Antimicrobial drug use and risk factors associated with treatment incidence and mortality in Swiss veal calves reared under improved welfare conditions

Lava, Matteo; Schüpbach, Gertraud; Steiner, Adrian; Meylan, Mireille (2016). Antimicrobial drug use and risk factors associated with treatment incidence and mortality in Swiss veal calves reared under improved welfare conditions. Preventive veterinary medicine, 126, pp. 121-130. Elsevier 10.1016/j.prevetmed.2016.02.002

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Ninety-one Swiss veal farms producing under a label with improved welfare standards were visited between August and December 2014 to investigate risk factors related to antimicrobial drug use and mortality. All herds consisted of own and purchased calves, with a median of 77.4% of purchased calves. The calves' mean age was 29±15days at purchasing and the fattening period lasted at average 120±28 days. The mean carcass weight was 125±12kg. A mean of 58±33 calves were fattened per farm and year, and purchased calves were bought from a mean of 20±17 farms of origin. Antimicrobial drug treatment incidence was calculated with the defined daily dose methodology. The mean treatment incidence (TIADD) was 21±15 daily doses per calf and year. The mean mortality risk was 4.1%, calves died at a mean age of 94±50 days, and the main causes of death were bovine respiratory disease (BRD, 50%) and gastro-intestinal disease (33%). Two multivariable models were constructed, for antimicrobial drug treatment incidence (53 farms) and mortality (91 farms). No quarantine, shared air space for several groups of calves, and no clinical examination upon arrival at the farm were associated with increased antimicrobial treatment incidence. Maximum group size and weight differences >100kg within a group were associated with increased mortality risk, while vaccination and beef breed were associated with decreased mortality risk. The majority of antimicrobial treatments (84.6%) were given as group treatments with oral powder fed through an automatic milk feeding system. Combination products containing chlortetracycline with tylosin and sulfadimidine or with spiramycin were used for 54.9%, and amoxicillin for 43.7% of the oral group treatments. The main indication for individual treatment was BRD (73%). The mean age at the time of treatment was 51 days, corresponding to an estimated weight of 80-100kg. Individual treatments were mainly applied through injections (88.5%), and included administration of fluoroquinolones in 38.3%, penicillines (amoxicillin or benzylpenicillin) in 25.6%, macrolides in 13.1%, tetracyclines in 12.0%, 3th and 4th generation cephalosporines in 4.7%, and florfenicol in 3.9% of the cases. The present study allowed for identifying risk factors for increased antimicrobial drug treatment and mortality. This is an important basis for future studies aiming at reducing treatment incidence and mortality in veal farms. Our results indicate that improvement is needed in the selection of drugs for the treatment of veal calves according to the principles of prudent use of antibiotics.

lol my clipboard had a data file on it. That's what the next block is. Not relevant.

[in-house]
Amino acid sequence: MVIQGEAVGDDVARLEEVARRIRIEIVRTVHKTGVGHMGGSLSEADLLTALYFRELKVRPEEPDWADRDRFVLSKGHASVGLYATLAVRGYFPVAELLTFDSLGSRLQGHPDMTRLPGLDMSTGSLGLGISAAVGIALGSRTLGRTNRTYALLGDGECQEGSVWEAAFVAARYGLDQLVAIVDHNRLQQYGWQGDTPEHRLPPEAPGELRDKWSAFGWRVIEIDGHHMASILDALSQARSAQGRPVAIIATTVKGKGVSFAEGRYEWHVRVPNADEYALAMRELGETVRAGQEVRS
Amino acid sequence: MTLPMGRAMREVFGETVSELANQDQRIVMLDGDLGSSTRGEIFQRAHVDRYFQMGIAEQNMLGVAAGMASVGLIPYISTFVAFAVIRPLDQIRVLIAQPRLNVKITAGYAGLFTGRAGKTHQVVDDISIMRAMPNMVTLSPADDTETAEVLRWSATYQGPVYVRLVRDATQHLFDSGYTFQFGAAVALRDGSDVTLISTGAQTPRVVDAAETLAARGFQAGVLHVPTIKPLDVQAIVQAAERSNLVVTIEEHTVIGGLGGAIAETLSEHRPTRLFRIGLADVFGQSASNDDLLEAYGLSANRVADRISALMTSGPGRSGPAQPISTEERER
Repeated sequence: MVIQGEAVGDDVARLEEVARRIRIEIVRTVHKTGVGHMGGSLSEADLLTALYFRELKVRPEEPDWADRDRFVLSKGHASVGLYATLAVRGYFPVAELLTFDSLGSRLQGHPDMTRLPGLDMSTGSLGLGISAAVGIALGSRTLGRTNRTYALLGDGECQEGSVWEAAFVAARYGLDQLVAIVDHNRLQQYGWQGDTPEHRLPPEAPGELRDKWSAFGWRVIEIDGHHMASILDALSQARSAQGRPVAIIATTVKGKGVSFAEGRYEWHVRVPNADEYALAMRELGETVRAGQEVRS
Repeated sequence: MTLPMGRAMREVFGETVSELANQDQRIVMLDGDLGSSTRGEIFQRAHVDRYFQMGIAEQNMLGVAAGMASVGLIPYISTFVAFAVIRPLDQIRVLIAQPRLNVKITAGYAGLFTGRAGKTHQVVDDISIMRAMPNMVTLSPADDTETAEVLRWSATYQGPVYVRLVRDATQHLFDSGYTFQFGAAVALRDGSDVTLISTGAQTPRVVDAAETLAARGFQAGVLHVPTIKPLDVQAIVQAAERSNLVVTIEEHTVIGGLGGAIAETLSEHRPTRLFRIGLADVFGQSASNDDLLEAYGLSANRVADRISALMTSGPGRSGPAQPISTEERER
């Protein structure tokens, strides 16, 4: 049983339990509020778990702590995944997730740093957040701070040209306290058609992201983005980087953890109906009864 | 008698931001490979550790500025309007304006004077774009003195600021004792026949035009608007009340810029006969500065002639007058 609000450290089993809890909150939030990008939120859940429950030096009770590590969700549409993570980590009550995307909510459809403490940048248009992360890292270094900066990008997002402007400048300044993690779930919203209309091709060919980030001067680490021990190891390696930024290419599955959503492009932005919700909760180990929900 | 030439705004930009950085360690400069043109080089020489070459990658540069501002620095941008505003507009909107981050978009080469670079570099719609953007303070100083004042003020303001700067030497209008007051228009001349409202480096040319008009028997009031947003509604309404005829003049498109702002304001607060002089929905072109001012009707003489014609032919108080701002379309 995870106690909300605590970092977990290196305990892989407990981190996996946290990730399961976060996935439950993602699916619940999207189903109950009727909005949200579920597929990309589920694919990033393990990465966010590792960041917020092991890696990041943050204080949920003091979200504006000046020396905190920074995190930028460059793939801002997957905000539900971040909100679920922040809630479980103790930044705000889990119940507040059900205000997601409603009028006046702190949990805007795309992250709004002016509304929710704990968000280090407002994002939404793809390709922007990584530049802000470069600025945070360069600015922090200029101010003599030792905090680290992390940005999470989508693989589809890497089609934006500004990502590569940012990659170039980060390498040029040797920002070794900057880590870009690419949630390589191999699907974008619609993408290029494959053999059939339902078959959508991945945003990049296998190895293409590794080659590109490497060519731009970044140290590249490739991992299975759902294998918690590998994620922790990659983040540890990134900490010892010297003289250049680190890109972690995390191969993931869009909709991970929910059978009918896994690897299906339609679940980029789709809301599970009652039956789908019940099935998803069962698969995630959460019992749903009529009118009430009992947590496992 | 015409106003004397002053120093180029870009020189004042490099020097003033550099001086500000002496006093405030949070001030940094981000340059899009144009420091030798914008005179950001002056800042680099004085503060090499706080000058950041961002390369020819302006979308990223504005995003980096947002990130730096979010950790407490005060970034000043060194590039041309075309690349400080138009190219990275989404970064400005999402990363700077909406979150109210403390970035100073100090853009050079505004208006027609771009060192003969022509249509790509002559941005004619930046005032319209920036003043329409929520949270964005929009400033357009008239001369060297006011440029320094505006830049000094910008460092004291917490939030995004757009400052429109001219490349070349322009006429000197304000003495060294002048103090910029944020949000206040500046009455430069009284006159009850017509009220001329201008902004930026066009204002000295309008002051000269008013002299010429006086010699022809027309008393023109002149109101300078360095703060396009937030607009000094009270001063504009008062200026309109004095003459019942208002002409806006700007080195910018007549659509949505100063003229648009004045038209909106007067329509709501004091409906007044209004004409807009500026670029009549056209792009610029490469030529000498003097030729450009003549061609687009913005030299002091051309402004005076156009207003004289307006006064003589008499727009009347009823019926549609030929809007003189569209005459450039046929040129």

Item Type:

Journal Article (Original Article)

Division/Institute:

05 Veterinary Medicine > Research Foci > Veterinary Public Health / Herd Health Management
05 Veterinary Medicine > Department of Clinical Veterinary Medicine (DKV)
05 Veterinary Medicine > Department of Clinical Veterinary Medicine (DKV) > Clinic for Ruminants
05 Veterinary Medicine > Department of Clinical Research and Veterinary Public Health (DCR-VPH) > Veterinary Public Health Institute
05 Veterinary Medicine > Department of Clinical Research and Veterinary Public Health (DCR-VPH)

UniBE Contributor:

Lava, Matteo; Schüpbach, Gertraud; Steiner, Adrian and Meylan, Mireille

Subjects:

600 Technology > 610 Medicine & health
600 Technology > 630 Agriculture

ISSN:

0167-5877

Publisher:

Elsevier

Language:

English

Submitter:

Daniela Fasel

Date Deposited:

25 May 2016 15:45

Last Modified:

20 Sep 2017 20:00

Publisher DOI:

10.1016/j.prevetmed.2016.02.002

PubMed ID:

26897245

Uncontrolled Keywords:

Defined daily dose; Group treatment; Individual treatment; Quarantine; Treatment intensity; Vaccination

BORIS DOI:

10.7892/boris.80404

URI:

https://boris.unibe.ch/id/eprint/80404

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